The Avestan*Miθra-kāna, modern Persian Mehrägān is an ancient Zoroastrian Autumnal festival, closely connected to the equinox, and dedicated to Miθrá (reciprocity, mutual bond, friendship with the Gods.)
The celebration of Baga Miθrá in the 7th month of the Achaemenid calendar Baga-yadi– also coincided with celebrations for the autumnal equinox.
Equinox is the astronomical phenomenon most clearly linked to the concept of “equity, balance, duty, fidelity, and genuine friendship.” Zoroastrian religiosity is allegiance to the Gods, commitment to virtue and wisdom, and having unshakeable faith in a higher destiny or mission.
In Zoroastrianism, mortal man is a friend of the Gods, a charioteer of the Invincible Sun, a bridge between the primal, and the boundless ideal of the Immortals.
Zoroastrian religiosity is NOT rooted in any kind of fear of hell or slavery to an all-powerful Despotic God. Instead Zoroastrian religiosity is about believing in Gods as Friends/Allies Miθrá. The Mazda Worshipping Religion teaches commitment to a luminous vision, and faith in a higher mission, destiny.
To believe in the Gods as allies/friends means that Immortal Gods, and men are bound together through “wisdom, virtue, an eternal quest for excellence, light and truth.” Mehrägān is a time to re-examine our allegiance to the Immortal Gods, to see if we are committed to our higher destiny or Not, to see if we are Loyal to the Powers of light/the Invincible Sun, and finally if we are fulfilling our contract/duties toward the Brilliant Immortals.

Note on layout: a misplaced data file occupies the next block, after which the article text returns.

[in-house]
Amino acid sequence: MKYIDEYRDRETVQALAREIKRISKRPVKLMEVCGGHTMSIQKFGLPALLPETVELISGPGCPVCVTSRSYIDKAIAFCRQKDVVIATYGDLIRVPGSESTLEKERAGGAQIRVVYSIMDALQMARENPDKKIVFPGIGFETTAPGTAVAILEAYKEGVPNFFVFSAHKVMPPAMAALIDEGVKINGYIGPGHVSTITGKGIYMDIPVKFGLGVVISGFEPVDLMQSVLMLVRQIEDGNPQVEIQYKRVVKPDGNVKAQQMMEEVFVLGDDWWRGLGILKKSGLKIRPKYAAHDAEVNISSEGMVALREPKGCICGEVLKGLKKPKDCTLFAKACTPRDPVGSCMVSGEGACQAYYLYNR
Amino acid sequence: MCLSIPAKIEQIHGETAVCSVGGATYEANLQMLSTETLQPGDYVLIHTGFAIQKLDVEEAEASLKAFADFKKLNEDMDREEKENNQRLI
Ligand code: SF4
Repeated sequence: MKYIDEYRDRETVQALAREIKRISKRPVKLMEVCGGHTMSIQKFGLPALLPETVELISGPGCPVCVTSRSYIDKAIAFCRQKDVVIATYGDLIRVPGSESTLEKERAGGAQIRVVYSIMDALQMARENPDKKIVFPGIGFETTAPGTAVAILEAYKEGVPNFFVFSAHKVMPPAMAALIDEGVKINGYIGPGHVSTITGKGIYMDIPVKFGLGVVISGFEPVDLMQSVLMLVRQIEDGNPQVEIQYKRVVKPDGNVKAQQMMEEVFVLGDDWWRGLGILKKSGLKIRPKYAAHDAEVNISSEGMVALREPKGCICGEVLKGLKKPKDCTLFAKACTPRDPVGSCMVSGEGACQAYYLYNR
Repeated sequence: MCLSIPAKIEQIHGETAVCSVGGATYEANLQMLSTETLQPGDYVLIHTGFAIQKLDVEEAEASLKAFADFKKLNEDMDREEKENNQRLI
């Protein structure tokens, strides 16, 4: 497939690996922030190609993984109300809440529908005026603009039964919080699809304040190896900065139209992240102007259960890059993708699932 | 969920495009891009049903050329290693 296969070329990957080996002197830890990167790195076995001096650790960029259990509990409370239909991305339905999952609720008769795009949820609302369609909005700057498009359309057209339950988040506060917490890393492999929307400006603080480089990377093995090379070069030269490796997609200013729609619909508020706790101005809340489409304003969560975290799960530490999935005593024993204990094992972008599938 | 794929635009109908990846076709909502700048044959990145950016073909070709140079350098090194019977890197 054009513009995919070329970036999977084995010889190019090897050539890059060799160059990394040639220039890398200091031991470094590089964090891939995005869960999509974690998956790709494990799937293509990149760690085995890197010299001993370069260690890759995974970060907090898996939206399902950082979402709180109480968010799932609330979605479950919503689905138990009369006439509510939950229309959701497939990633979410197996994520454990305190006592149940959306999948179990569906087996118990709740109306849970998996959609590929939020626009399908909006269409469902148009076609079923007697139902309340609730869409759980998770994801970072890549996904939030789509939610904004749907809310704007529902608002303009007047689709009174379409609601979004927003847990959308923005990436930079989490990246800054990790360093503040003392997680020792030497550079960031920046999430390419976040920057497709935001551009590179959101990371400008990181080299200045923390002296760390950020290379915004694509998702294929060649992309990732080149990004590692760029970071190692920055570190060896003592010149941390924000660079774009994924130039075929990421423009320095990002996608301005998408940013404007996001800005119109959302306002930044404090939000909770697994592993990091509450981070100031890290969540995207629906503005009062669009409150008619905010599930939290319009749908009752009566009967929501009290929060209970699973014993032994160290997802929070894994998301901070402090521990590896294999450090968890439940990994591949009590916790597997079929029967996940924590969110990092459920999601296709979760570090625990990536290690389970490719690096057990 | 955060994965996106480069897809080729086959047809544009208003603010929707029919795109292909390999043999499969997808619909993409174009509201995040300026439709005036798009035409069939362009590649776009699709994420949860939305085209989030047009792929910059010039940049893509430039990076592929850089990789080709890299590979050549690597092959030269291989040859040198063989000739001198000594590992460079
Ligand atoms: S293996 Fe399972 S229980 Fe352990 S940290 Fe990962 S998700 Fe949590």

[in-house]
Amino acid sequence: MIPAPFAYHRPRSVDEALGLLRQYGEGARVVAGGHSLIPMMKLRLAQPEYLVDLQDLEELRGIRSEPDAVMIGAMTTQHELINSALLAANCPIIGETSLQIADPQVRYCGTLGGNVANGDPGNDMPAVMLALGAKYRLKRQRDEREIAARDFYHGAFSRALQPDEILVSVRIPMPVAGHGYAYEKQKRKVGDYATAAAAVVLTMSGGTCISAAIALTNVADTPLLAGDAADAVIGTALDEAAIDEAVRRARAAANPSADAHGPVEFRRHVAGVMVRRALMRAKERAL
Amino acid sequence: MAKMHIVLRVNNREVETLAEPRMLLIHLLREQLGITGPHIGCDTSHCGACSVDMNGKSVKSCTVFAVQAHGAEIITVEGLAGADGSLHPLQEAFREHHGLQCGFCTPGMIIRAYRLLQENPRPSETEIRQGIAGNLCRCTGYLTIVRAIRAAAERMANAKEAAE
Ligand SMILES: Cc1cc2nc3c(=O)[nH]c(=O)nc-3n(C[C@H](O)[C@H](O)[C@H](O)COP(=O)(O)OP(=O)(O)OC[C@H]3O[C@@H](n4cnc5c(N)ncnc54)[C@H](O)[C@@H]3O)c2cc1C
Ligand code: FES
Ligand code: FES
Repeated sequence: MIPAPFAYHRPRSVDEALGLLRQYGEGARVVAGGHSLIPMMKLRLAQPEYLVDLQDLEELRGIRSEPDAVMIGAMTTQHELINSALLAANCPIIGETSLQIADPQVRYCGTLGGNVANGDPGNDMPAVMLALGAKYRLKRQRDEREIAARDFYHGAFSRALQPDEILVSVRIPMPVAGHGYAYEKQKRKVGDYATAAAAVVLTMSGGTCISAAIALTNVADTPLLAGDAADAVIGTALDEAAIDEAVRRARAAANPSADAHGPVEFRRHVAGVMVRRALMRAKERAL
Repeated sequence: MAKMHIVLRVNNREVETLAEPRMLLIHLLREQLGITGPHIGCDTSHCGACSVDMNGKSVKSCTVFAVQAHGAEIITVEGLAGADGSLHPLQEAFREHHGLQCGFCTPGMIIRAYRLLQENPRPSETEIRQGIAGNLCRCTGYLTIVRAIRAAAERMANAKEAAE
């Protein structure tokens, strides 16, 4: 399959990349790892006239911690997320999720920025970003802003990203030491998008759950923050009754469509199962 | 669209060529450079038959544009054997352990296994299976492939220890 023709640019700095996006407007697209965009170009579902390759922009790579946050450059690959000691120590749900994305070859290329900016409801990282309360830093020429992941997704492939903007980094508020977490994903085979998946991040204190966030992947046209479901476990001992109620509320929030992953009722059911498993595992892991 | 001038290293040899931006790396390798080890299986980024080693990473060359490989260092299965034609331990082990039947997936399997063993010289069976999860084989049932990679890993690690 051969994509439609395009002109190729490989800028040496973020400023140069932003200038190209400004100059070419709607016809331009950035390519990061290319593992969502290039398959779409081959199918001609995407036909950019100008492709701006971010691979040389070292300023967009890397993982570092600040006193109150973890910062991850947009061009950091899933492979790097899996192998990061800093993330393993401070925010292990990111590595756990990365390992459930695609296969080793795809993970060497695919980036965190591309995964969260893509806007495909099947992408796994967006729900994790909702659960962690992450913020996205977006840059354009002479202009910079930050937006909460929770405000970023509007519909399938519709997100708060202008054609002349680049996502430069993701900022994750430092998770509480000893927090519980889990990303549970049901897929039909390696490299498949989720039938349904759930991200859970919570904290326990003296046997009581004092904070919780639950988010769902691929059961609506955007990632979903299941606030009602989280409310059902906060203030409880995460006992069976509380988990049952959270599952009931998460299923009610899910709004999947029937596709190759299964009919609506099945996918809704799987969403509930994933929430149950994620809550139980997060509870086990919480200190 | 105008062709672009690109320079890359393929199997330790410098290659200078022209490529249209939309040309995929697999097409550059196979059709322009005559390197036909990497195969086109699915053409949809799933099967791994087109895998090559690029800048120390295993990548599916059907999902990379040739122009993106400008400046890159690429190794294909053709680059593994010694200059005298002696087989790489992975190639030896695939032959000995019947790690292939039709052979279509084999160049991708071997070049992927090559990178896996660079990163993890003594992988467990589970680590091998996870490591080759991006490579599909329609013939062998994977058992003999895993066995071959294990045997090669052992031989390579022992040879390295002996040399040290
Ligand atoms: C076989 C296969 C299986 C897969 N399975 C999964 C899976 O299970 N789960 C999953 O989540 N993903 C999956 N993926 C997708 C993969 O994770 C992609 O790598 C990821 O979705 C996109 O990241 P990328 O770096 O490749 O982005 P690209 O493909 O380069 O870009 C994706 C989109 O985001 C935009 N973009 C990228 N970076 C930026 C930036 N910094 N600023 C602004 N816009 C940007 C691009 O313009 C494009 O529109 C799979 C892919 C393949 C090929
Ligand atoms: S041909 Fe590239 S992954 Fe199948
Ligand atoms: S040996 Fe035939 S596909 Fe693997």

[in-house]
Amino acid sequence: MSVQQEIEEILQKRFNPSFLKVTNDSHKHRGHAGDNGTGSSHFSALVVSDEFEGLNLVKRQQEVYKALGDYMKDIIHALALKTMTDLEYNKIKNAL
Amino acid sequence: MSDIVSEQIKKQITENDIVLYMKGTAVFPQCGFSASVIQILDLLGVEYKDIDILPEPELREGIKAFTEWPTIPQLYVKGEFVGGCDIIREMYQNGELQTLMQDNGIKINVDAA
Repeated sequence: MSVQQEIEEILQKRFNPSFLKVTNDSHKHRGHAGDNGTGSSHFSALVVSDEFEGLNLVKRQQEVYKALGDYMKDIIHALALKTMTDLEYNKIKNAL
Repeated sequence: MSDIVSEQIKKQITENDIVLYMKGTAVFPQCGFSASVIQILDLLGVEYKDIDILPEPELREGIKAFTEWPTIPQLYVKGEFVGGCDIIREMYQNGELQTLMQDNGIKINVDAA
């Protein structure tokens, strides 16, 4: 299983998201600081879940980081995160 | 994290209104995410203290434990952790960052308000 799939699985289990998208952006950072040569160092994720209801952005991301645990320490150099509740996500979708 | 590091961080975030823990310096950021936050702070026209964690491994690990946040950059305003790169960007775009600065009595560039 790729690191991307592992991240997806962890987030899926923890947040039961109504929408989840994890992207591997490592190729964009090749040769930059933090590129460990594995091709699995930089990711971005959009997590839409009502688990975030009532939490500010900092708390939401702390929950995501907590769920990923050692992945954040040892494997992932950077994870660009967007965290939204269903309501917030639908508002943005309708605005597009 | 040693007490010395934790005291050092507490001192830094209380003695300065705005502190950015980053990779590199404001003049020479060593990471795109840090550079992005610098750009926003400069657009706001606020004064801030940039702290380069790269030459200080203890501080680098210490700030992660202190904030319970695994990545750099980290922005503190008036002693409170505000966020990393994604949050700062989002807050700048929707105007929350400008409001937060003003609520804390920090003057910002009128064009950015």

Mehrägān has a dominant solar warrior aspect, and marks the triumph of Justice over usurpation, and imposter. The victory of the epic healer hero of the ancient Aryans thraætaoôna over the Mesopotamian tyrant dragon Żaḥḥāk is celebrated during Mehrägān. The moral message of Mehrägān is that Dominion and Power will go back to its rightful heirs, and at last Kingship will be for the downtrodden noble ones, the true allies, friends of the Gods.
Ancient Zoroastrian Sovereigns marked Mehrägān as an official occasion in which the king assigned “duties and assignments. We have to fundamentally understand that Zoroastrianism is not about a false sense of entitlements, BUT about Duties toward the Brilliant Immortals, and fulfilling our higher destiny/contract with the Gods.
Ancient Greeks attributed the epithet mesítēs to Miθrá (according to Plutarch, De Iside et Osiride, 46,) and understood Mithrá to act as an arbitrator/mediator on the cosmological, eschatological, and anthropological levels (Belardi, pp. 32-45.)
The importance of Mehrägān was not lost to early Persian converts to islam. For example the first Persian covert to islam, Behrouzán later called Salman the Persian has said that “In Magi times we used to say that Gods have created an ornament for mortals, of rubies on Nowruz, of emeralds on Mehrajān. Therefore these two days excel all other days in the same way as these two jewels excel all other jewels” (cf. similar point in Ps-Jāḥeẓ, Maḥāsen, p. 361).
Thus the two poles of the religious Zoroastrian year were understood to be the vernal and autumnal equinoxes. Mehrägān is a time for exchanging gifts, drinking great amounts of red wine, and holding lavish banquets in honor of the Immortals.
I like to conclude by the following words from Counsels to PŌRYŌTKĒŠĀN, the “counsels of the foremost or ancient sages.” The passage is also a commentary to the first three words at.čá töi vaæm “may we be like you” in Yasna 30.9 of the Gathas; “I have come from the unseen world, I belong to Öhrmazd, I belong to the Gods, not to the demons, to the good, not to the wicked. I am a man, not a demon. My mother is Spandarmad, (the Earth), and my father is Öhrmazd. My humanity is from Martyæ and Martyánæ. I belong to the Auspicious Brilliant Immortals. I have no bonds to the Lord of flaws, and his demons of darkness and gloom.